The Effect and Treatment of MTA Drugs
Since the beginning of the 90s, in the southwestern region of the USA, an increase in the consumption of methamphetamines (MTA) began to be observed, which was called “Speed” in the streets of the United States, among many other names. Due to the ease of its elaboration in small clandestine laboratories, and the easy obtaining of chemical compounds, its use spread rapidly. Initially, its use was considered recreational and of minimal danger. However, over the years, its use has become widespread, displacing cocaine and heroin in the regional market until now. It begins to appear as a starter drug, almost equaling marijuana as a first-use drug.
Research has concluded that nerve cells, due to the chronic use of these stimulant substances, suffer much more severe damage than previously believed. This is mainly in the nerve endings of the cells that produce dopamine, a neurotransmitter. This plays a very important role in the performance of movements and the sensation of pleasure, as well as the destruction of other cells that produce other neurotransmitters. If its consumption has not been generalized to the rest of the country, it is mainly because regional production is not enough to supply local demand. Throughout the earlier decade, experts have been observing the danger of this compound because depending on the amount used, the degree of purity, and consumer susceptibility, it seriously affects users.
Use of MTA
The MTA use, as users report, produces a euphoric effect even more intense than cocaine and a much longer duration. This, coupled with its lower price and potency, has made it the drug in greatest demand. This substance is rapidly and powerfully addictive and affects the subjects, causing hypoxia, increased metabolism, insomnia, hyper-excitability, and all the other symptoms and signs already known produced by the stimulants of the central nervous system.
The user quickly makes MTAs his drug of choice, generally abstaining from alcohol, cocaine, and opiates. Clinically, Denver Detox classifies patients into six grades. This classification allows rehab centers to assume the probable neuronal deterioration and the response to the therapeutic scheme that is used.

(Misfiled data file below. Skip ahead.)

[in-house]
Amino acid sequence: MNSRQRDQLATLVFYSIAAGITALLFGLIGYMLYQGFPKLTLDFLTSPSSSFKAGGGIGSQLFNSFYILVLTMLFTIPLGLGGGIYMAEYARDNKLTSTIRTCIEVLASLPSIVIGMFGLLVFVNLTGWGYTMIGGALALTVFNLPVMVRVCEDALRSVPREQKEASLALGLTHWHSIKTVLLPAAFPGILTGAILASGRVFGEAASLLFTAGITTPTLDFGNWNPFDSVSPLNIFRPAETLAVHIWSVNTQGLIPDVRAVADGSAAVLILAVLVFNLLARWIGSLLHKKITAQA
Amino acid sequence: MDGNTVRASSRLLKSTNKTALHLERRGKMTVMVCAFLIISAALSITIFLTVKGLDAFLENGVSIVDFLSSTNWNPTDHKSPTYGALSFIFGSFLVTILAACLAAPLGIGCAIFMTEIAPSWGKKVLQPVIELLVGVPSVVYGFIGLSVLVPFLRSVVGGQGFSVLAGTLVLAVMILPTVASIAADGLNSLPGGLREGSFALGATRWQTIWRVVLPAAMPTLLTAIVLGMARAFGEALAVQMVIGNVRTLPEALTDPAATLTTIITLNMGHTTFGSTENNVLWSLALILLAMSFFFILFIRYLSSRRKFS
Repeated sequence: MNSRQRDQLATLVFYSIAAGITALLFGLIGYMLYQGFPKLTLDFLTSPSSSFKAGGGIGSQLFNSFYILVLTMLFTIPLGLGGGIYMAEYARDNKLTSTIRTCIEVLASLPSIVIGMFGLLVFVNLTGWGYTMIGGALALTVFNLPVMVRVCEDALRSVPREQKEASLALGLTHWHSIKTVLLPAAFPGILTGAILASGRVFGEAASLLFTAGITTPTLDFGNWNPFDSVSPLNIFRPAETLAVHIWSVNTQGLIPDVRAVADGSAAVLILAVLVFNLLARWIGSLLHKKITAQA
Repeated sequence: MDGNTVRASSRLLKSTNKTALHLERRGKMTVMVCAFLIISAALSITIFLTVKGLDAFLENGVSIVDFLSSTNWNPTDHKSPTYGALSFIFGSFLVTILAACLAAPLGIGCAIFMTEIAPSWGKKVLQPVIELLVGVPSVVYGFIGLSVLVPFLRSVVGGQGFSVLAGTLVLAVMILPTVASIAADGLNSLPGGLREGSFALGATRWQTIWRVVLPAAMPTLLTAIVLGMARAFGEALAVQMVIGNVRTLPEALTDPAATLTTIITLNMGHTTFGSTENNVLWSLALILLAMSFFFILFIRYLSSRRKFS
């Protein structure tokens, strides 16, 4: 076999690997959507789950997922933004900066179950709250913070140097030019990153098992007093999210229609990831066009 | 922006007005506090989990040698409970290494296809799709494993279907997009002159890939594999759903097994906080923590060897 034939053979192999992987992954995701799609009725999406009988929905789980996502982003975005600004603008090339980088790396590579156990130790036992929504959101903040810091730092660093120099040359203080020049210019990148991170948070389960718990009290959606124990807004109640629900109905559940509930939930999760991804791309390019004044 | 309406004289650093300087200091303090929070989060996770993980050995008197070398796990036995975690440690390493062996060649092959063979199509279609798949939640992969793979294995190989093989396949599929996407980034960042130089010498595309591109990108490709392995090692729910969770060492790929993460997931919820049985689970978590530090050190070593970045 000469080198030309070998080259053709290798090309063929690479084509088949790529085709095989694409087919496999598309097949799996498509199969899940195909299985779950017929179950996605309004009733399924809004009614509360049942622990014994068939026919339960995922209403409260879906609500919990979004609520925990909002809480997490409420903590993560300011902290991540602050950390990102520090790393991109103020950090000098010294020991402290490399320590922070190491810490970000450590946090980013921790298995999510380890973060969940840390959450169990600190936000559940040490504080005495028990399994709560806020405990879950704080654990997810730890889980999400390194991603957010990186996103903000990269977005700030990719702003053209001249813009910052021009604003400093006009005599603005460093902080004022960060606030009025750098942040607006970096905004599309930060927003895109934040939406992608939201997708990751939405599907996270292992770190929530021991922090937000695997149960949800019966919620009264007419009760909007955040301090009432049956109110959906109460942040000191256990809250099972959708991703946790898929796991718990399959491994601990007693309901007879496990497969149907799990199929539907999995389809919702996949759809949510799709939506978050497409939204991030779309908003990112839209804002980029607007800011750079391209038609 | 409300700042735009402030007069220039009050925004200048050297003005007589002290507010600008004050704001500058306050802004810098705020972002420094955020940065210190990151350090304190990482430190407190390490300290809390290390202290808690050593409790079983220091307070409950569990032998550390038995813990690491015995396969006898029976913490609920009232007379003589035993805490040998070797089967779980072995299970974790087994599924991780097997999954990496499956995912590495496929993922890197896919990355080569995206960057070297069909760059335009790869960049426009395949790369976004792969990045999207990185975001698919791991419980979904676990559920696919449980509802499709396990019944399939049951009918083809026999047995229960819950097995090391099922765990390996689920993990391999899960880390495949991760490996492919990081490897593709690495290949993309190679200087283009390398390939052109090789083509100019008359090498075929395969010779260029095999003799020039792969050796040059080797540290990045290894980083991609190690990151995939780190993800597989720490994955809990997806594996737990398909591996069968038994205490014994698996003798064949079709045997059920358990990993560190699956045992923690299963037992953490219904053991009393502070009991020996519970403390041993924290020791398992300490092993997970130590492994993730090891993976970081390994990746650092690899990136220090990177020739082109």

This clinical classification consists of the following:
- Stage 0: Patient who has not used any type of stimulant.
- Stage 1: You have experienced stimulants at least once; cocaine or MTAs.
- Step 2: Use MTA or cocaine occasionally and experience euphoria.
- Stage 3: Use MTA or cocaine at least once a week and experience euphoria.
- Stage 4: You use MTA or cocaine almost daily and you characteristically experience feelings of jealousy towards your partner and exhibit aggressive behaviors either verbal or physical.
- Stage 5: Use MTA and cocaine very frequently and in large quantities to seem “normal”. The user exhibits paranoid psychosis, mainly auditory hallucinations, and persecutory delusions.
- Stage 6: You do not experience pleasure from any amount of stimulants; psychotic images and persistent suicidal ideas.
This clinical classification allows the Detox Center to predict the response to treatment that the patient will have. In stage 1 to 2 patients, the degree of neuronal damage and neurotransmitter depletion is usually mild. The response to treatment will be that the patient will remain normal or with minimal drowsiness. In stages 3 and 4, the patient has moderate neuronal damage and will respond to treatment while remaining asleep for approximately 2 days.
In stage 5, the damage to be severe, and your response to treatment will be to stay asleep for almost the full 3 days. In this case, we increase the initial scheme one more day, observing that on the fourth day the patient no longer remains asleep. In stage 6, the rehab center does not try to treat it and recommends hospitalization of the patient for his personal protection and that of others.